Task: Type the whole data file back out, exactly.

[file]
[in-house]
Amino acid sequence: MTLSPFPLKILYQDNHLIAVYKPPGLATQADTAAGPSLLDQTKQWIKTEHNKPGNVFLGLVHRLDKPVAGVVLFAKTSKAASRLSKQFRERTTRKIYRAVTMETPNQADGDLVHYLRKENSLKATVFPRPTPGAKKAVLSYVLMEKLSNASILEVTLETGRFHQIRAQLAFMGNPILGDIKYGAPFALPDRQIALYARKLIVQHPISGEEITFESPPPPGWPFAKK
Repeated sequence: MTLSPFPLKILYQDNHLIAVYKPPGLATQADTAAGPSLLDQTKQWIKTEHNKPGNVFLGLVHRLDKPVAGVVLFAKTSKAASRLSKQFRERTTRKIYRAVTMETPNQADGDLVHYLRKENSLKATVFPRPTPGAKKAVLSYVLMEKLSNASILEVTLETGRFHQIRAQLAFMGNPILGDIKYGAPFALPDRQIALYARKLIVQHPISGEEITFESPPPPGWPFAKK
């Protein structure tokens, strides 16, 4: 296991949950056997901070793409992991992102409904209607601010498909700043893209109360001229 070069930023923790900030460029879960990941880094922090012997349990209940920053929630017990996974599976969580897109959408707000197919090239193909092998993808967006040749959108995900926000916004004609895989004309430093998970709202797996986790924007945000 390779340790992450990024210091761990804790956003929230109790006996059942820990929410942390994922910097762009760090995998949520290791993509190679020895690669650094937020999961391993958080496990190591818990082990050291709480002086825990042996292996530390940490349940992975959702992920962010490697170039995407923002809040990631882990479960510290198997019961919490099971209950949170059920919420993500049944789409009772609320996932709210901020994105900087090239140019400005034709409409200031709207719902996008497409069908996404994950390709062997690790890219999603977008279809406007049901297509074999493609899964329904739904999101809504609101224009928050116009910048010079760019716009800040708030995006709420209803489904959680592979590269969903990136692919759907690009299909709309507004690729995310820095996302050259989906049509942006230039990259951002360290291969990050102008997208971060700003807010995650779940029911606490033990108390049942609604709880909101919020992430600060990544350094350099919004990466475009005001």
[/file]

[in-house]
Amino acid sequence: MTLSPFPLKILYQDNHLIAVYKPPGLATQADTAAGPSLLDQTKQWIKTEHNKPGNVFLGLVHRLDKPVAGVVLFAKTSKAASRLSKQFRERTTRKIYRAVTMETPNQADGDLVHYLRKENSLKATVFPRPTPGAKKAVLSYVLMEKLSNASILEVTLETGRFHQIRAQLAFMGNPILGDIKYGAPFALPDRQIALYARKLIVQHPISGEEITFESPPPPGWPFAKK
Repeated sequence: MTLSPFPLKILYQDNHLIAVYKPPGLATQADTAAGPSLLDQTKQWIKTEHNKPGNVFLGLVHRLDKPVAGVVLFAKTSKAASRLSKQFRERTTRKIYRAVTMETPNQADGDLVHYLRKENSLKATVFPRPTPGAKKAVLSYVLMEKLSNASILEVTLETGRFHQIRAQLAFMGNPILGDIKYGAPFALPDRQIALYARKLIVQHPISGEEITFESPPPPGWPFAKK
């Protein structure tokens, strides 16, 4: 296991949950056997901070793409992991992102409904209607601010498909700043893209109360001229 070069930023923790900030460029879960990941880094922090012997349990209940920053929630017990996974599976969580897109959408707000197919090239193909092998993808967006040749959108995900926000916004004609895989004309430093998970709202797996986790924007945000 390779340790992450990024210091761990804790956003929230109790006996059942820990929410942390994922910097762009760090995998949520290791993509190679020895690669650094937020999961391993958080496990190591818990082990050291709480002086825990042996292996530390940490349940992975959702992920962010490697170039995407923002809040990631882990479960510290198997019961919490099971209950949170059920919420993500049944789409009772609320996932709210901020994105900087090239140019400005034709409409200031709207719902996008497409069908996404994950390709062997690790890219999603977008279809406007049901297509074999493609899964329904739904999101809504609101224009928050116009910048010079760019716009800040708030995006709420209803489904959680592979590269969903990136692919759907690009299909709309507004690729995310820095996302050259989906049509942006230039990259951002360290291969990050102008997208971060700003807010995650779940029911606490033990108390049942609604709880909101919020992430600060990544350094350099919004990466475009005001």